Mental health self-help guides tend to be dull, so I created a vibrant zine

‘I noticed there were few resources for service users that were empowering or pleasing to the eye.’ Photograph: Swirlzine

I’ve used my experiences over the last 20 years to develop Swirl, an accessible guide to managing anxiety

I have struggled with anxiety, particularly overthinking, for a number of years. I’ve had cognitive behavioural therapy (CBT) and taken medication – and I’ve collected a lot of self-help literature.

I’ve found most of this material dull and lengthy, and if you have mental health issues, you might struggle with the motivation and concentration to read it. As a mental health nurse, I also noticed there were few resources for service users that were empowering or pleasing to the eye. There was a lot of stereotyping, with pictures of clouds, people frowning or sitting with their head in their hands. I wanted to create something that could take on those associations.

Last year, a number of zines around mental health were published, such as Doll Hospital Journal and Anxy. They were all aesthetically pleasing and empowering, doing their bit to strip down stigma – but many of them focused on very personal stories. I wanted to produce something similar that was more of a guide, to condense all the information from lengthy self-help books into something concise.

The result is Swirl – a vibrant, 20-page booklet that provides straightforward wisdom around overcoming overthinking. It is digestible and accessible.

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 ‘I wanted to create something that people would be proud to have on their coffee table.’ Photograph: Swirlzine

I worked for nine months to get the wording as succinct as possible. It was a hard task. I wanted to make it conversational and move away from jargon. The words “mental health” don’t appear until the last page.

The content is psychological, evidence-based advice led by CBT techniques. It depicts the worry tree and the stress vulnerability bucket to help readers manage and rationalise their thoughts, and be in the here and now. I sent it to colleagues and peers past and present for their input; mental health advocates in the UK and the US; clinical psychologists in the NHS; and occupational therapists at Combat Stress, a charity that helps military veterans with anxiety, depression and post-traumatic stress disorder, where I work in the outreach team. I asked people who have struggled with anxiety if they thought it would work for them: is there anything you disagree with, anything you’d add or take away?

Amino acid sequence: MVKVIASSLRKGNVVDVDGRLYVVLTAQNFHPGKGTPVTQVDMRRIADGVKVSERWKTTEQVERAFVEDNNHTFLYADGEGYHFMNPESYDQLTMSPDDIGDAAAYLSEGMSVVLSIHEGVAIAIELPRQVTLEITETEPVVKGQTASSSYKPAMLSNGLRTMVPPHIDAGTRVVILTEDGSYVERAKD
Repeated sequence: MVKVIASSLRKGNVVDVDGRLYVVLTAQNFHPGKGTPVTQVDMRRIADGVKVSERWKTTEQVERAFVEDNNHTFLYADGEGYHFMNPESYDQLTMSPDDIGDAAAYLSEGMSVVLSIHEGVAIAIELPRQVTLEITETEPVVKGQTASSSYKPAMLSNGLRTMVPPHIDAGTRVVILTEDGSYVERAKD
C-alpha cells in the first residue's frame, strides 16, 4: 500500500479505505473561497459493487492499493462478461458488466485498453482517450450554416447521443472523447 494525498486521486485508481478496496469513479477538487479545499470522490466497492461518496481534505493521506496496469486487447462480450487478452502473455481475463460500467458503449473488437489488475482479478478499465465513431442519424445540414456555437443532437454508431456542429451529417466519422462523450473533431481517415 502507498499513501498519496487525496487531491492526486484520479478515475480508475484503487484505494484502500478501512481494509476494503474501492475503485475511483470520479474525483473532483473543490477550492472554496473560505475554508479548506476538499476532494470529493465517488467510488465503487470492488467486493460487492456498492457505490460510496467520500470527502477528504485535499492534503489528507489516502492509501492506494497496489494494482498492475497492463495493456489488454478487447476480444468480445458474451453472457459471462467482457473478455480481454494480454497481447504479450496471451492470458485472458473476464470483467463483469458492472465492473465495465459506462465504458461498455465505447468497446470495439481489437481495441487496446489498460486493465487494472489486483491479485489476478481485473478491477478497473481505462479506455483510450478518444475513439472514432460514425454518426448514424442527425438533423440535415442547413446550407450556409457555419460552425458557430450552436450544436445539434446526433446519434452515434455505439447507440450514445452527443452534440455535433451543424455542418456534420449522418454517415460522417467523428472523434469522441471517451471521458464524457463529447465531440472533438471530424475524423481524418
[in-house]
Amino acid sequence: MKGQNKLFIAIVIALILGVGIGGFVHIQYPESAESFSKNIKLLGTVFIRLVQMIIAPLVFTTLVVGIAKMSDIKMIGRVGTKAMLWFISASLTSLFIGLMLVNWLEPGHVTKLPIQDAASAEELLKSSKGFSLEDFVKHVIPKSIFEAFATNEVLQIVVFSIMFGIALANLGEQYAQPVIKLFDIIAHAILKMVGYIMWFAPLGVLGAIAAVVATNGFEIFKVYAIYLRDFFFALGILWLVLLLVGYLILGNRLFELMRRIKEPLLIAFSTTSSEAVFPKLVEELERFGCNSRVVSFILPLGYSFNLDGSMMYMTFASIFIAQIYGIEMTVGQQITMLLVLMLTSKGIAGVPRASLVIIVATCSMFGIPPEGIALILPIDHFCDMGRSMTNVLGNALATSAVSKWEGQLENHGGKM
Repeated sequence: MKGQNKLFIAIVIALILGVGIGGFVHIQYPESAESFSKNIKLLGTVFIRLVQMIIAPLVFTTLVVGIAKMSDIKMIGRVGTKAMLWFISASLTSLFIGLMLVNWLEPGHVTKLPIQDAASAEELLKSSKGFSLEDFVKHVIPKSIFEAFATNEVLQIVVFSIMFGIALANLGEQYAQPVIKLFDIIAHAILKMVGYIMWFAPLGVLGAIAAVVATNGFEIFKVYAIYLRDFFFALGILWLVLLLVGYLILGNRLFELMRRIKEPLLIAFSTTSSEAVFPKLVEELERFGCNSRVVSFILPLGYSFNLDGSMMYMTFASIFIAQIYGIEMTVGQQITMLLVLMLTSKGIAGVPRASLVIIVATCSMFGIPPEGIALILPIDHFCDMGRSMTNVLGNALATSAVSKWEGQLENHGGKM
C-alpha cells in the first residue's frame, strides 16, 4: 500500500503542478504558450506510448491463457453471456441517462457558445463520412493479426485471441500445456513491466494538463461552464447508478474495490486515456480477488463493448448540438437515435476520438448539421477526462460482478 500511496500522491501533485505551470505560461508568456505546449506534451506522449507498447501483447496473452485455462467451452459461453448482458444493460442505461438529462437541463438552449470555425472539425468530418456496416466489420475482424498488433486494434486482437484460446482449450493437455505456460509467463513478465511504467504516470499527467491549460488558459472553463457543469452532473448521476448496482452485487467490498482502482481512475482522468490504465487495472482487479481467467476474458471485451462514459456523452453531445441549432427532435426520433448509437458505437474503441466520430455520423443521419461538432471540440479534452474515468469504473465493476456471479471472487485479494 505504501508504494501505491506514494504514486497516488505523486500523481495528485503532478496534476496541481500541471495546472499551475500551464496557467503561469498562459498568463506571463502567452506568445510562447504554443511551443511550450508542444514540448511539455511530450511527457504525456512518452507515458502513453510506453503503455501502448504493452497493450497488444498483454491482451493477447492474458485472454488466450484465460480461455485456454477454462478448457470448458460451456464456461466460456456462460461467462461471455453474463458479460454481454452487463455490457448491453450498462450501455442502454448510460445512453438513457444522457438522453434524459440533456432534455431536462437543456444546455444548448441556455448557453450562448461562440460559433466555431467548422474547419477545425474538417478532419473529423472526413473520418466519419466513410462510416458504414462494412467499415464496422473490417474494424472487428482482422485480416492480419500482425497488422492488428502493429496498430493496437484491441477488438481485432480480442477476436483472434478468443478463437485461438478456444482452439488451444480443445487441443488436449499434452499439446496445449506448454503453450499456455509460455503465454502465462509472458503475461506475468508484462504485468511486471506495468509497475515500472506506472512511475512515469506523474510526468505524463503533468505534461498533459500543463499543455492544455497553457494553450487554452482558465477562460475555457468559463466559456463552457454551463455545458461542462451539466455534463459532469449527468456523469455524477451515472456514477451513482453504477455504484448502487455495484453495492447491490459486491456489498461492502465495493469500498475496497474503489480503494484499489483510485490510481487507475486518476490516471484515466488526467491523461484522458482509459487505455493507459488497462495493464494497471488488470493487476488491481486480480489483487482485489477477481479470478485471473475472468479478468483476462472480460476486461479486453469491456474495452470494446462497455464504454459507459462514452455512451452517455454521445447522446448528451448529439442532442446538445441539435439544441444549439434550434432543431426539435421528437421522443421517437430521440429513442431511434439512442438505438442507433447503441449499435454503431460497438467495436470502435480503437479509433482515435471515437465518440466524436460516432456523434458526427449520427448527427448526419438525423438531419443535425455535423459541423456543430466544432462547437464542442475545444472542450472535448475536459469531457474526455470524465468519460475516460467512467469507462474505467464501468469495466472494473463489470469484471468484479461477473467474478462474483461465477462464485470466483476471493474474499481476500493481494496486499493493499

I also wanted to make the guide stand out. With a lot of mental health literature, I feel like you want to hide it away if someone visits. You don’t feel drawn to it or motivated to pick it up. I wanted to create something as striking as possible that people would be proud to have on their coffee table. Everyone can struggle with mental health; it’s not just one thing, it involves a spectrum of emotions. That’s what I’ve tried to get across with the mix of colours.

I’ve been lucky to work with some talented people. I worked with Gina Yu, a writer and marketer based in Atlanta, who helped with the stylistic elements. The illustrations were created by Nate Kitch and I had numerous conversations with the printers – Ex Why Zed – to make sure the paper was just so; I wanted the paper quality of Swirl to be conducive to helping people relax.